18 Strings

The name 18 Strings is ideally the total number of strings on the instruments in the band mandolin (8) + guitar (6), + bass (4) = 18. We know basic math. We wanted the name to reflect the idea and approach of this band– “it is what it is”– humble, simple and direct, but also keep people guessing about it.  And when we have other musicians sit in, or Tuck breaks a string, or plays a 12-string guitar– that’s when the potential confusion arises. “Hey, what’s going on? That’s not 18 strings up there! Liars!”  Oh well, that’s all part of this adventure with this band. At this point it could be any number of people and things in the band– but the main function is that we are in fact a string band.


Andrew Tuck plays guitar, harmonica and sings, and writes songs.

Greg Thurman plays the bass and does most of the managerial activities.

Ryan Krofcheck plays mandolin, guitar, a little banjo, and sings. 


18 Strings came about because it was something that just needed to happen in life. It more or less spontaneously arose almost 4 years ago, from a Tuck solo gig at Black Bear in Morgantown, at which Chris Jones mentioned he would like to play mandolin in a band again. Tuck, of the 15-year old WV rock & roll band The Greens had known Chris from his rock band Surgeon General’s Warning, with Tommy Bailey and other fantastic Morgantown area musicians. (There are a lot of those in these small WV towns.) Case in point– Greg and Chris knew each other from WVU and from  Whitewater, a bluegrass band around the area, and Chris brought Greg to meet up and start kicking ideas around for songs and shows.  And there it was! Now Ryan is the new guy, sharing us with WV jam legends Fletcher’s Grove. We are dang lucky the show can go on with Ryan courageously jumping in and replacing Chris, who, with his wife and singer in the band, Hellen, recently moved to Florida, which is not in Appalachia. All the best to Chris and Hellen, and we are dang grateful to have Ryan bring his talents, skills, and personality to the band. Also note Ty Jaquay is a frequent flier on fiddle.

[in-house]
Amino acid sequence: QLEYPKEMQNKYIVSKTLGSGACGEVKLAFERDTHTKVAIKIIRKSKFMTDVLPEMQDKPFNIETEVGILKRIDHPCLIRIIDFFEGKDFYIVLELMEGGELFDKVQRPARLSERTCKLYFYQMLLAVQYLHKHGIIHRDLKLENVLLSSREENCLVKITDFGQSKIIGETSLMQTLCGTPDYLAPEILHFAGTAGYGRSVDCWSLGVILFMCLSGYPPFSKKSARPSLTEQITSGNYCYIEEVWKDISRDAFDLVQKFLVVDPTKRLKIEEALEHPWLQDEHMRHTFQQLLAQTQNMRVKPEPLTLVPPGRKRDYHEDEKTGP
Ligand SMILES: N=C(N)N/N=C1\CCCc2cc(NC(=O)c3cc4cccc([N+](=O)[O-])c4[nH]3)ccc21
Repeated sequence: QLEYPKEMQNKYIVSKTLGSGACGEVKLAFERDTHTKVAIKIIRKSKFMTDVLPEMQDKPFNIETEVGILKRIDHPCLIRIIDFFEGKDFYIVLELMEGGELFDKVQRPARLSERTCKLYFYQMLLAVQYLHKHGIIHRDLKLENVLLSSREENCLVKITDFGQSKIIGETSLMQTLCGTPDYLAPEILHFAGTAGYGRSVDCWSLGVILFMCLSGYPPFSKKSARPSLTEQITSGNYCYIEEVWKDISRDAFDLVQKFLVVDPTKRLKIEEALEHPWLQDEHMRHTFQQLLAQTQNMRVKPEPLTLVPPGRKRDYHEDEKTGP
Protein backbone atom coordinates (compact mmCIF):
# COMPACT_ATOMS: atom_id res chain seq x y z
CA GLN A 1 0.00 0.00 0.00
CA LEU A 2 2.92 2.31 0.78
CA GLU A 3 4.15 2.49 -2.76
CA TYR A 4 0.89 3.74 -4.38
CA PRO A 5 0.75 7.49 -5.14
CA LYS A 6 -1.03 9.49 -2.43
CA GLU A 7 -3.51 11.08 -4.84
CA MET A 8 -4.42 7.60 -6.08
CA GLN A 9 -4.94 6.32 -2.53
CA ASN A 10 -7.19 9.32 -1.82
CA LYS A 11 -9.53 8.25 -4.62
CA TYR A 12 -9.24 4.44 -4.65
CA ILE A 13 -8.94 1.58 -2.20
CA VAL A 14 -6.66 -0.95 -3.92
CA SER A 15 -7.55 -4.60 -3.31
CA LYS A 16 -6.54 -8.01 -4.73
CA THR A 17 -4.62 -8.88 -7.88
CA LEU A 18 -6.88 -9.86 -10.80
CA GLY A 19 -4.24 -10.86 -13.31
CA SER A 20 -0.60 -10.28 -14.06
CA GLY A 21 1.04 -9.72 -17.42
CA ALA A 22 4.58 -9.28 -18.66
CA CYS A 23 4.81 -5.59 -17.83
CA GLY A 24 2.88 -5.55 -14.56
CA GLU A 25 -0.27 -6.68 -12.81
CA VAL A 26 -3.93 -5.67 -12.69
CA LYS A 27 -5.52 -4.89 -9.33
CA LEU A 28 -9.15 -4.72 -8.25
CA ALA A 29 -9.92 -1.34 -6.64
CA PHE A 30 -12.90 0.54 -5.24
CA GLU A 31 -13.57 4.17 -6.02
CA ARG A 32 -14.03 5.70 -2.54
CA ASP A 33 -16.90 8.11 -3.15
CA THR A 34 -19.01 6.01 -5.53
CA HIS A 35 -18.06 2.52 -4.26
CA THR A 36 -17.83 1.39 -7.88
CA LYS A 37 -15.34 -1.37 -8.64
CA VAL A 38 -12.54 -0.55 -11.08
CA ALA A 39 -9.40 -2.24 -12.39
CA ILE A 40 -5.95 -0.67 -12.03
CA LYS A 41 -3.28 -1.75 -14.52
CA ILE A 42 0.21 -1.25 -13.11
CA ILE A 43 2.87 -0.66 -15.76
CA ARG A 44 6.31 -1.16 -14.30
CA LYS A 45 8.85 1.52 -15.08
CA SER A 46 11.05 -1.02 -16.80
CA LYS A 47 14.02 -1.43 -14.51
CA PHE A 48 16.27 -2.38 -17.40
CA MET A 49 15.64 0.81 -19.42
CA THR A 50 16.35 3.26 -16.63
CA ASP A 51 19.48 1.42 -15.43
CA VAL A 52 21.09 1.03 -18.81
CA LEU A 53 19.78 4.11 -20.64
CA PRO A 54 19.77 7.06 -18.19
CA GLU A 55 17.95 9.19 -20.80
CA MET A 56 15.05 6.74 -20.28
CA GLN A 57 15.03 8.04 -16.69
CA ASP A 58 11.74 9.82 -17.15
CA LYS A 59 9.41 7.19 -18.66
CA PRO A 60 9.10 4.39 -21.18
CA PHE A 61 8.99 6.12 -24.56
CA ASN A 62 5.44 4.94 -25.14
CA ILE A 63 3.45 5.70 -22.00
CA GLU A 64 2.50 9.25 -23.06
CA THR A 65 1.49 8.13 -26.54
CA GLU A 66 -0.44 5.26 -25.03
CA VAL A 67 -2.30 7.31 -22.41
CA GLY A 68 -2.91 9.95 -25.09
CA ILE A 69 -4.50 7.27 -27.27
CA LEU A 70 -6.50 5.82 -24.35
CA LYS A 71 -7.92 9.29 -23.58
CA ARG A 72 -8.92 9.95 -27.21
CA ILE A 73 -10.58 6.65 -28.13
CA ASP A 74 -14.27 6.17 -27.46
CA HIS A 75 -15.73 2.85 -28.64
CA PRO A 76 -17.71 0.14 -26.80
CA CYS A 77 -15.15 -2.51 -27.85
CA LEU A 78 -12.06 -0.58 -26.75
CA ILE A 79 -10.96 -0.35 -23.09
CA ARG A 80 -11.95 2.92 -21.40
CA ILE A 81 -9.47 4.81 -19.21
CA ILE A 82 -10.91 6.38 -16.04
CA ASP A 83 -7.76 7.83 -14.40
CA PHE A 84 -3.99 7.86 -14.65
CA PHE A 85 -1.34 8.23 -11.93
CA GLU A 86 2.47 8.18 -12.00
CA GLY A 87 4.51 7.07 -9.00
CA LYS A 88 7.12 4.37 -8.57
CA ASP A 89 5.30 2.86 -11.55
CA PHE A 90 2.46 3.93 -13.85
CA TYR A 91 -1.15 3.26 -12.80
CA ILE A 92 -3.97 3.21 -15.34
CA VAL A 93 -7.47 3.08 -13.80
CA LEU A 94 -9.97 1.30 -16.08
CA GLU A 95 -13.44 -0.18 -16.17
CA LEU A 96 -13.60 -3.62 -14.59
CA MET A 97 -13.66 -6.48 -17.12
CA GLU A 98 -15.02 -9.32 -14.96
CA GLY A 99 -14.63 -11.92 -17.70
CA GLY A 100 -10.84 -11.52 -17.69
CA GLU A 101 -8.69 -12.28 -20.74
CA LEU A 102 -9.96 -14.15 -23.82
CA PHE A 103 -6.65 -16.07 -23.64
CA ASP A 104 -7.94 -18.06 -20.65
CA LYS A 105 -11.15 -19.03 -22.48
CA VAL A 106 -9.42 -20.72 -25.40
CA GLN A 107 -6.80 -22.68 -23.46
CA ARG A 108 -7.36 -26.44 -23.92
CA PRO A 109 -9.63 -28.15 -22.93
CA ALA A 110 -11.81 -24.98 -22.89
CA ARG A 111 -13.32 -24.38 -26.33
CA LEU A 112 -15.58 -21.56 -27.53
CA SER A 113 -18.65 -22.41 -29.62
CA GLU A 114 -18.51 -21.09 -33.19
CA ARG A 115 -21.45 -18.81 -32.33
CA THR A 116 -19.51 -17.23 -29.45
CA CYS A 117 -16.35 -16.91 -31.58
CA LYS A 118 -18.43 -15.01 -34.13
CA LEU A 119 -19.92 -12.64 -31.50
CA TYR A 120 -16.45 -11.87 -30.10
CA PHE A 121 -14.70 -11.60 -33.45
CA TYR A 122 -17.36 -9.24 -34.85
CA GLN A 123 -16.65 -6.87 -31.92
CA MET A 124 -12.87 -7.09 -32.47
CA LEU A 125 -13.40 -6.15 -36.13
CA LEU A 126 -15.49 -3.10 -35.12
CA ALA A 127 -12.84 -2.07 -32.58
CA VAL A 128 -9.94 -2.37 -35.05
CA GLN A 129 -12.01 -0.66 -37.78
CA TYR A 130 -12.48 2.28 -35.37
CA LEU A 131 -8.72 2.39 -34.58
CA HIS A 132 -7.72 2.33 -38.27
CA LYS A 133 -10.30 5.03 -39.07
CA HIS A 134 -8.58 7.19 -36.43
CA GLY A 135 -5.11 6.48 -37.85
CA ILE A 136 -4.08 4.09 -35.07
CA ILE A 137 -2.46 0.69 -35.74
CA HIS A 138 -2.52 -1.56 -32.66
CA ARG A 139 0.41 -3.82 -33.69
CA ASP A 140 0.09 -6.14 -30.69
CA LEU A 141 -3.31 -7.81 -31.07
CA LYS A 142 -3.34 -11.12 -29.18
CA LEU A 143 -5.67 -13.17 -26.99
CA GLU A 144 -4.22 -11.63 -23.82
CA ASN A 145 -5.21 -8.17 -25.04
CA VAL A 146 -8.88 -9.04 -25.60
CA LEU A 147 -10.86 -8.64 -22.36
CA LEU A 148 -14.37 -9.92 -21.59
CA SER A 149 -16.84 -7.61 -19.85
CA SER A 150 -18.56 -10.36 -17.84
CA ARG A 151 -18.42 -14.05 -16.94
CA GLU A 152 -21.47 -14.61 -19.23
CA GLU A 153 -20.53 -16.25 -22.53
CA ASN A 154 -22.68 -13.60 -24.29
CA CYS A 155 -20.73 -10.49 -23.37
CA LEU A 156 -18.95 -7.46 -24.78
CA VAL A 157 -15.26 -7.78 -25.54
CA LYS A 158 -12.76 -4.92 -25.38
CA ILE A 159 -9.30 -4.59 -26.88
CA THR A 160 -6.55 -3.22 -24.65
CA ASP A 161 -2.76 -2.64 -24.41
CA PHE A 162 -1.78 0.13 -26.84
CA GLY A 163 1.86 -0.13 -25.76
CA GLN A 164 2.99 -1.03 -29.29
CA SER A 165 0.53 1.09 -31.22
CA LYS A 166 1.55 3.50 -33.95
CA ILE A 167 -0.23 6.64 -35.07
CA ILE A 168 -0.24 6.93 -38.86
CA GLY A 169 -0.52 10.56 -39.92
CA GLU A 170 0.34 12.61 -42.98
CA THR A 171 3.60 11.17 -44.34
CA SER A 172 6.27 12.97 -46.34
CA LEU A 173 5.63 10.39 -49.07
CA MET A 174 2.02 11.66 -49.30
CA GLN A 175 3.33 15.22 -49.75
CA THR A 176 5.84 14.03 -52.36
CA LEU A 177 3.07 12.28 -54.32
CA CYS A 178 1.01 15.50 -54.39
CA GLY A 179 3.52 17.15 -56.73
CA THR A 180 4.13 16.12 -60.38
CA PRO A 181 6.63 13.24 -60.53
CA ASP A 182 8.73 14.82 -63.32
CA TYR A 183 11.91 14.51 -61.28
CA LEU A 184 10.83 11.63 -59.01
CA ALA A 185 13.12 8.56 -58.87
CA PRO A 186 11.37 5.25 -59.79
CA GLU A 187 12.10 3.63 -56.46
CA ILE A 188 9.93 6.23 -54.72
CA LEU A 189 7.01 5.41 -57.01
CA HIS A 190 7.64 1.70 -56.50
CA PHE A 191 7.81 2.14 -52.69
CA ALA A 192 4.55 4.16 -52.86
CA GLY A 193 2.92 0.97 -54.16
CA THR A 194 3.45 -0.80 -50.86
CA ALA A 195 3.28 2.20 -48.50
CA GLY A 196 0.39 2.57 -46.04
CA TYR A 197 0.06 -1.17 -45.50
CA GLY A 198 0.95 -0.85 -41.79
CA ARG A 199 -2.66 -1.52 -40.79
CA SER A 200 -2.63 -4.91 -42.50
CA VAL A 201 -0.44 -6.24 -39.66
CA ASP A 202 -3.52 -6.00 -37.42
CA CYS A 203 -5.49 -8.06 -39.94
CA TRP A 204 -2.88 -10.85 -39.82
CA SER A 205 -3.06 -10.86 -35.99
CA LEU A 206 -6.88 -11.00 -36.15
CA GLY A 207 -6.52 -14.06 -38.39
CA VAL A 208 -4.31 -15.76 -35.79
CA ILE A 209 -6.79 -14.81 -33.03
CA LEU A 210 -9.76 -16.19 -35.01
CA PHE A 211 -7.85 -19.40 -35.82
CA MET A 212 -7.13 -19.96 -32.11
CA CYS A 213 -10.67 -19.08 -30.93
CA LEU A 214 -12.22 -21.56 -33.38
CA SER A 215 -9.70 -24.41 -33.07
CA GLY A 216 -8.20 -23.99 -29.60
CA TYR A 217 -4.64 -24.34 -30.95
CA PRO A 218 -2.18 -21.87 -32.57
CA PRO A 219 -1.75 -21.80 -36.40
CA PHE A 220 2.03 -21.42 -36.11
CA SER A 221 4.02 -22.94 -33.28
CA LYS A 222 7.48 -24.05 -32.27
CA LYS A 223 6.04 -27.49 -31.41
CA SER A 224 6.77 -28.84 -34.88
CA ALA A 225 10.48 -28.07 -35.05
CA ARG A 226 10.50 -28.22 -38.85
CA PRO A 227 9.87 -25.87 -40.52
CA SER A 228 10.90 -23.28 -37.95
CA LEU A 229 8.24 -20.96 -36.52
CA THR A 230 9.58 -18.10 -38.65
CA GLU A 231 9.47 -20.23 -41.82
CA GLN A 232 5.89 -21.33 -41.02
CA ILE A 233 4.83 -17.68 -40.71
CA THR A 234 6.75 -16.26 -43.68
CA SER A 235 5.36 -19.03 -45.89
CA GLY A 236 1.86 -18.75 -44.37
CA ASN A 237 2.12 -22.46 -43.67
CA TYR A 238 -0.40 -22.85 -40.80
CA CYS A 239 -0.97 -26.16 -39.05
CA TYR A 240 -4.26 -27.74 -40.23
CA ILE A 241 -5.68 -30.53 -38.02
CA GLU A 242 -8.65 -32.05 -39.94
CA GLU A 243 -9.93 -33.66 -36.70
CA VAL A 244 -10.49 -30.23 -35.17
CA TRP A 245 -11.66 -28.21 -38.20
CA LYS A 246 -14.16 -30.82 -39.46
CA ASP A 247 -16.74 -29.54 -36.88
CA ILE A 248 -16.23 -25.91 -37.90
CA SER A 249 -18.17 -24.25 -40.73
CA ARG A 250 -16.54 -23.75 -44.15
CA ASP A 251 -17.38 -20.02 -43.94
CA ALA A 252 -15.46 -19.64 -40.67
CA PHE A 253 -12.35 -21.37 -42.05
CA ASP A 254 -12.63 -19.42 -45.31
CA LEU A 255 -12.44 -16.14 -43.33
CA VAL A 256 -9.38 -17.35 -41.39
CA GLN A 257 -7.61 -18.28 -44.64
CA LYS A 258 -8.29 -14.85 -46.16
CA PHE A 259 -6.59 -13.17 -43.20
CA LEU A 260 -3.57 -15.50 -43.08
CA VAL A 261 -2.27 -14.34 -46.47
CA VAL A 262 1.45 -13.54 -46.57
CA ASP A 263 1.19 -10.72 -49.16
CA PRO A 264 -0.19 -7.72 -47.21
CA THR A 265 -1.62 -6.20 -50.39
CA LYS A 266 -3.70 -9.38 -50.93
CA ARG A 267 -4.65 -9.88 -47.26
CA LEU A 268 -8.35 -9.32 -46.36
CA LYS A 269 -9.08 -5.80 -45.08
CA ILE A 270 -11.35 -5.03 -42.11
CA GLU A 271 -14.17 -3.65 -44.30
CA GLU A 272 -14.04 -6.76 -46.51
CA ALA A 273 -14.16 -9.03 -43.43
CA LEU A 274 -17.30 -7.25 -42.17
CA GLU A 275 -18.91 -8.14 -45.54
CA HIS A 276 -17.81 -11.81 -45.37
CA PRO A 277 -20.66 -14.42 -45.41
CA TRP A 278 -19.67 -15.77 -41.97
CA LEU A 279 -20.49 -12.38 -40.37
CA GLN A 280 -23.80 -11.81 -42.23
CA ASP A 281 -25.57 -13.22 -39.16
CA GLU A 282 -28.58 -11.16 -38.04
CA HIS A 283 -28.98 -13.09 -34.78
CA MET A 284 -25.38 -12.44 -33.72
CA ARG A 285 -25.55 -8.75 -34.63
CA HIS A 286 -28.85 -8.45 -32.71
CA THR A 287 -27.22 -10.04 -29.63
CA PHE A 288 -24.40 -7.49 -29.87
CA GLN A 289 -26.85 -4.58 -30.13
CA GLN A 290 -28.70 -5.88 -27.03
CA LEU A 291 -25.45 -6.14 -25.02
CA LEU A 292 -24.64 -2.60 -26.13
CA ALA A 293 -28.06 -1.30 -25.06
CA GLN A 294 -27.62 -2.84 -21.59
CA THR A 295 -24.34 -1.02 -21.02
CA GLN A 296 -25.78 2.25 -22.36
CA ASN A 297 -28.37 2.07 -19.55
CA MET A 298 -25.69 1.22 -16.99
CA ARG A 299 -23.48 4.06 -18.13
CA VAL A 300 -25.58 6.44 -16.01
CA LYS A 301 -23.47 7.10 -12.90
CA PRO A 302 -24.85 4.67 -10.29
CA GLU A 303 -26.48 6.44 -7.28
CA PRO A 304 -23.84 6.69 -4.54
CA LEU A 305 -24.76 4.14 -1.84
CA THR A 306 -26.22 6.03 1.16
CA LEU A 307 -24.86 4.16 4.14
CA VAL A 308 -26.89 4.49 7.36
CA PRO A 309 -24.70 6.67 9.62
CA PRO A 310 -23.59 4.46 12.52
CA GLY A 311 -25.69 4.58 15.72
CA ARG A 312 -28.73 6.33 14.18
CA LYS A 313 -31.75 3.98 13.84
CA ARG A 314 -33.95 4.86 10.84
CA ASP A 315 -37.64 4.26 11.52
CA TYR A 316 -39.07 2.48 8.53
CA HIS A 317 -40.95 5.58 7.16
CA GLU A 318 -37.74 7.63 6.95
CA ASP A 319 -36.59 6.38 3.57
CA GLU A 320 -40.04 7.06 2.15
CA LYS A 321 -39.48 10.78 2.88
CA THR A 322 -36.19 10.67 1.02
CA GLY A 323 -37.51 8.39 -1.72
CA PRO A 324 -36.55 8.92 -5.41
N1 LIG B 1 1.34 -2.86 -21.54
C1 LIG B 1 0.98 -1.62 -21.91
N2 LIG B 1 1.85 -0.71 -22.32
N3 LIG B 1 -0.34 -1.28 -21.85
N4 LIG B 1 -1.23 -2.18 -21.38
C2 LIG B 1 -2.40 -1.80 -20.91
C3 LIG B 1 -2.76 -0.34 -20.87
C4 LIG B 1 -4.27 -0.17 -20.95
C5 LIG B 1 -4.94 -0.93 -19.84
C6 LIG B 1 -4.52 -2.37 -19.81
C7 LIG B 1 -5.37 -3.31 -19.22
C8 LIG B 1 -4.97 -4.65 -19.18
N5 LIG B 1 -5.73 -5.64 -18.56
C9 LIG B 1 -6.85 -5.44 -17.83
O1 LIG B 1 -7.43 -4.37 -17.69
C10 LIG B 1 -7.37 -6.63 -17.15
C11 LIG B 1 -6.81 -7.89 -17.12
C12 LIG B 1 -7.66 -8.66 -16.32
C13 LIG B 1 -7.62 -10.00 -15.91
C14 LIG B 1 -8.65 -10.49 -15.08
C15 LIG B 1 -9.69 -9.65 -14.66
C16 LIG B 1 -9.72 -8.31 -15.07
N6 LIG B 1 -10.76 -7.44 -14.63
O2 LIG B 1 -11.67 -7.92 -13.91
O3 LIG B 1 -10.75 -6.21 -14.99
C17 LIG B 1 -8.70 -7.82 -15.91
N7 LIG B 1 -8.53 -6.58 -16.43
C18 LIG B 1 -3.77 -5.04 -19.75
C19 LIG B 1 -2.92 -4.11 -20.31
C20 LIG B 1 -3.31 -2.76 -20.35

Genre: hmm I never know what our genre is. Got to call it something… How about American Folk music? Too generic? Appalachian soul music? Eclectic acoustic rock? Umm…  I would not call us a  traditional bluegrass band– we’re more varied in our styles– versatile, adaptable, evolving, revolving, maybe a bit schizophrenic… a set can go from an original soul song, to Hank Williams’ “Lost Highway” to Led Zeppelin’s “Going to California” in two or three moves. Each show is really different than the last, but consistent in its presentation of good songs for good people. The diversity keeps it interesting, for the point is to do as much as possible within the acoustic music framework-concept- thing. Here is our recipe  for a good musical meal: take 3 acoustic instruments, put in about 1/3 original songs, 1/3 traditional American music an add 1/3 British classic rock. Mix well, bring to a boil, let it cool, serve it up right, and enjoy! 

Influences: we are all stupid crazy music fans, so there is a lot of cross-pollenization  going on. Greg is a killer jazz player, says his main man is Ray Brown on upright bass.  But he knows a lot of blues, country and rock & roll.  We all do. It’s very open  and free as to what influences and inspires us. As long as it is REAL. To name today’s list of influences (tomorrow’s menu subject to change): Bob, Neil, Jerry, Stones, plus Allman Bros. the Band, CCR– the “A-B-C’s” of classic rock clear on through Zappa. Then there’s Bill Monroe, Leadbelly, Tom Waits, John Prine, and Aretha Franklin. REAL. 

The creative act remains a beautiful mystery. Tuck cannot briefly explain the music making process. He just somehow receives the raw material for melodies and lyrics, and works  on refining and crafting them– finding the right the guitar chords, and writes them all down, usually way too late at night. The band does the arrangements as a group. We are looking forward to working more with Ryan who writes his own material as well. Most of our songs are about simple themes–single syllable words, such as love, fear, sex, death, birds, cars, jail, home, loss– oh wow! Maybe we ARE a bluegrass band!